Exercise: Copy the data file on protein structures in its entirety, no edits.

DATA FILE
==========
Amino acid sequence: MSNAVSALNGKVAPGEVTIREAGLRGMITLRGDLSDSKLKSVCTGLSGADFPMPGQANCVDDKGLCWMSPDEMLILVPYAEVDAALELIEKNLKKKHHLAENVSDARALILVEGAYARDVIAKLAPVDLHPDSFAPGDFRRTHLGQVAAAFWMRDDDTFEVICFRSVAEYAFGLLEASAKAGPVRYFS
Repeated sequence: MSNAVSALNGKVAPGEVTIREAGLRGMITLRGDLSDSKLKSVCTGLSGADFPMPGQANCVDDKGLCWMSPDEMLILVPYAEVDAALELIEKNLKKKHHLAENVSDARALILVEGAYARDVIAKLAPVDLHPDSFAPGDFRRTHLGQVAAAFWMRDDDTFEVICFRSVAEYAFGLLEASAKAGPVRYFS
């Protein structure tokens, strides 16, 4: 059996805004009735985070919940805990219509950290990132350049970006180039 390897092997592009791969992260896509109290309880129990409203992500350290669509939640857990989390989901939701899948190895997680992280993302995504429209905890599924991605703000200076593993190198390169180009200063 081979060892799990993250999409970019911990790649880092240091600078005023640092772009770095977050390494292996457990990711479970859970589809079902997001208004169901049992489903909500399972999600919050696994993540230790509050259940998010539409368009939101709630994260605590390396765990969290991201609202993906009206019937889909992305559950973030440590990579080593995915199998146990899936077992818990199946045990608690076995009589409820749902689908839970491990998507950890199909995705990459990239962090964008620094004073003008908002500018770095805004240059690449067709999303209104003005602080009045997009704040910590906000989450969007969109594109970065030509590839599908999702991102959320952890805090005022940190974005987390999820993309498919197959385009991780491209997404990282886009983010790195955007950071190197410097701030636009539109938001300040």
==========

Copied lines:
Amino acid sequence: MSNAVSALNGKVAPGEVTIREAGLRGMITLRGDLSDSKLKSVCTGLSGADFPMPGQANCVDDKGLCWMSPDEMLILVPYAEVDAALELIEKNLKKKHHLAENVSDARALILVEGAYARDVIAKLAPVDLHPDSFAPGDFRRTHLGQVAAAFWMRDDDTFEVICFRSVAEYAFGLLEASAKAGPVRYFS
Repeated sequence: MSNAVSALNGKVAPGEVTIREAGLRGMITLRGDLSDSKLKSVCTGLSGADFPMPGQANCVDDKGLCWMSPDEMLILVPYAEVDAALELIEKNLKKKHHLAENVSDARALILVEGAYARDVIAKLAPVDLHPDSFAPGDFRRTHLGQVAAAFWMRDDDTFEVICFRSVAEYAFGLLEASAKAGPVRYFS
């Protein structure tokens, strides 16, 4: 059996805004009735985070919940805990219509950290990132350049970006180039 390897092997592009791969992260896509109290309880129990409203992500350290669509939640857990989390989901939701899948190895997680992280993302995504429209905890599924991605703000200076593993190198390169180009200063 081979060892799990993250999409970019911990790649880092240091600078005023640092772009770095977050390494292996457990990711479970859970589809079902997001208004169901049992489903909500399972999600919050696994993540230790509050259940998010539409368009939101709630994260605590390396765990969290991201609202993906009206019937889909992305559950973030440590990579080593995915199998146990899936077992818990199946045990608690076995009589409820749902689908839970491990998507950890199909995705990459990239962090964008620094004073003008908002500018770095805004240059690449067709999303209104003005602080009045997009704040910590906000989450969007969109594109970065030509590839599908999702991102959320952890805090005022940190974005987390999820993309498919197959385009991780491209997404990282886009983010790195955007950071190197410097701030636009539109938001300040």